Ed Miliband received a warm welcome in Chester
election 2015
Life and Style
Apple CEO Tim Cook announces the Apple Watch during an Apple special even
fashionIs the iWatch for you? Well, it depends if you want for the fitness tech, or the style
Astronauts could be kept asleep for days or even weeks
scienceScientists are looking for a way to keep astronauts in a sleeplike state for days or weeks
Have you tried new the Independent Digital Edition apps?
ebooksA special investigation by Andy McSmith
  • Get to the point
Latest stories from i100
Have you tried new the Independent Digital Edition apps?
Independent Dating

By clicking 'Search' you
are agreeing to our
Terms of Use.

iJobs Job Widget
iJobs General

Recruitment Genius: Project Implementation Executive

£18000 - £23000 per annum: Recruitment Genius: They work with major vehicle ma...

Recruitment Genius: Chiropractic Assistant

£16500 per annum: Recruitment Genius: A Chiropractic Assistant is needed in a ...

Recruitment Genius: Digital Account Executive - Midlands

£18000 - £26000 per annum: Recruitment Genius: They work with major vehicle ma...

Recruitment Genius: Web Developer

£28000 - £30000 per annum: Recruitment Genius: This company provides coaching ...

Day In a Page

NHS struggling to monitor the safety and efficacy of its services outsourced to private providers

Who's monitoring the outsourced NHS services?

A report finds that private firms are not being properly assessed for their quality of care
Zac Goldsmith: 'I'll trigger a by-election over Heathrow'

Zac Goldsmith: 'I'll trigger a by-election over Heathrow'

The Tory MP said he did not want to stand again unless his party's manifesto ruled out a third runway. But he's doing so. Watch this space
How do Greek voters feel about Syriza's backtracking on its anti-austerity pledge?

How do Greeks feel about Syriza?

Five voters from different backgrounds tell us what they expect from Syriza's charismatic leader Alexis Tsipras
From Iraq to Libya and Syria: The wars that come back to haunt us

The wars that come back to haunt us

David Cameron should not escape blame for his role in conflicts that are still raging, argues Patrick Cockburn
Sam Baker and Lauren Laverne: Too busy to surf? Head to The Pool

Too busy to surf? Head to The Pool

A new website is trying to declutter the internet to help busy women. Holly Williams meets the founders
Heston Blumenthal to cook up a spice odyssey for British astronaut manning the International Space Station

UK's Major Tum to blast off on a spice odyssey

Nothing but the best for British astronaut as chef Heston Blumenthal cooks up his rations
John Harrison's 'longitude' clock sets new record - 300 years on

‘Longitude’ clock sets new record - 300 years on

Greenwich horologists celebrate as it keeps to within a second of real time over a 100-day test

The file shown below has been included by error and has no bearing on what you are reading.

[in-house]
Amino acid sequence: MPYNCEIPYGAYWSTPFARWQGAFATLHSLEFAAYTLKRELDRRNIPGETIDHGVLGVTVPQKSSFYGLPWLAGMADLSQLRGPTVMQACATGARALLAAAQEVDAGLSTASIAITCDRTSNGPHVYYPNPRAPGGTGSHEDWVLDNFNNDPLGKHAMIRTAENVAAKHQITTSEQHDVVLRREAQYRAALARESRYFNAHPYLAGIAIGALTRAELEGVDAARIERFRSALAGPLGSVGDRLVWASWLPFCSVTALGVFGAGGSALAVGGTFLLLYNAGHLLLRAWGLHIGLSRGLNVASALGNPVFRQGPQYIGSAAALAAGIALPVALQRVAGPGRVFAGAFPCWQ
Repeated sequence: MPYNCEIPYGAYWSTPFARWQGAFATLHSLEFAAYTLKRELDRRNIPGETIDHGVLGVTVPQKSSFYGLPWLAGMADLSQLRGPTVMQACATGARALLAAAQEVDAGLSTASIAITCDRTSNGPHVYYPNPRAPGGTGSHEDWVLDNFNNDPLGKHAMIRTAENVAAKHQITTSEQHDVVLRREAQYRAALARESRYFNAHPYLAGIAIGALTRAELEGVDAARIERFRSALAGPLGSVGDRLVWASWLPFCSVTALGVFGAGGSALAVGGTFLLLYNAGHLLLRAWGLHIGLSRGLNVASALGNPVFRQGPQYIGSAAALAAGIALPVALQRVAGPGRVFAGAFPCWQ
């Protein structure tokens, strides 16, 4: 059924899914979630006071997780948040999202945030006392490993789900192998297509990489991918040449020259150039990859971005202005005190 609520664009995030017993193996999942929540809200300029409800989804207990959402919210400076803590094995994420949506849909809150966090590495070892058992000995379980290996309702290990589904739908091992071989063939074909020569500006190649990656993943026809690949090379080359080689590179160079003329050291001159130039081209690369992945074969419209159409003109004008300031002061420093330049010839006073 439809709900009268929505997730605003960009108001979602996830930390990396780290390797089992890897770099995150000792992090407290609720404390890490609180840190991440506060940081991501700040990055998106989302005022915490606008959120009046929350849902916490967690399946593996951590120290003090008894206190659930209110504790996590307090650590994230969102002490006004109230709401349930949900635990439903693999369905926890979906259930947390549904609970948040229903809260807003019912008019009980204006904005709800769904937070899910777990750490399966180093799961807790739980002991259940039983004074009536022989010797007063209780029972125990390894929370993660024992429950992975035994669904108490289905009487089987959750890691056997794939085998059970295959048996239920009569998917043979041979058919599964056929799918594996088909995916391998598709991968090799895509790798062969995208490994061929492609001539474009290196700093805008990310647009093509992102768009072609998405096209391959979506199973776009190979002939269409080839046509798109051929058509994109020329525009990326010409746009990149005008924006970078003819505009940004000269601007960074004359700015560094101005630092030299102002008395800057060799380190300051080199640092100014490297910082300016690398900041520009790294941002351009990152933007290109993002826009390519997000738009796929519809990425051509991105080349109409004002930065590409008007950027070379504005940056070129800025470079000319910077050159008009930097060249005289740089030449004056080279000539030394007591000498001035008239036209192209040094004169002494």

Fears in the US of being outgunned in the vital propaganda wars by Russia, China - and even Isis - have prompted a rethink on overseas broadcasters

Let the propaganda wars begin - again

'Accurate, objective, comprehensive': that was Voice of America's creed, but now its masters want it to promote US policy, reports Rupert Cornwell
Why Japan's incredible long-distance runners will never win the London Marathon

Japan's incredible long-distance runners

Every year, Japanese long-distance runners post some of the world's fastest times – yet, come next weekend, not a single elite competitor from the country will be at the London Marathon
Why does Tom Drury remain the greatest writer you've never heard of?

Tom Drury: The quiet American

His debut was considered one of the finest novels of the past 50 years, and he is every bit the equal of his contemporaries, Jonathan Franzen, Dave Eggers and David Foster Wallace
You should judge a person by how they peel a potato

You should judge a person by how they peel a potato

Dave Hax's domestic tips are reminiscent of George Orwell's tea routine. The world might need revolution, but we like to sweat the small stuff, says DJ Taylor
Beige is back: The drab car colours of the 1970s are proving popular again

Beige to the future

Flares and flounce are back on catwalks but a revival in ’70s car paintjobs was a stack-heeled step too far – until now
Bill Granger recipes: Our chef's dishes highlight the delicate essence of fresh cheeses

Bill Granger cooks with fresh cheeses

More delicate on the palate, milder, fresh cheeses can also be kinder to the waistline
Aston Villa vs Liverpool: 'This FA Cup run has been wonderful,' says veteran Shay Given

Shay Given: 'This FA Cup run has been wonderful'

The Villa keeper has been overlooked for a long time and has unhappy memories of the national stadium – but he is savouring his chance to play at Wembley
Timeless drama of Championship race in league of its own - Michael Calvin

Michael Calvin's Last Word

Timeless drama of Championship race in league of its own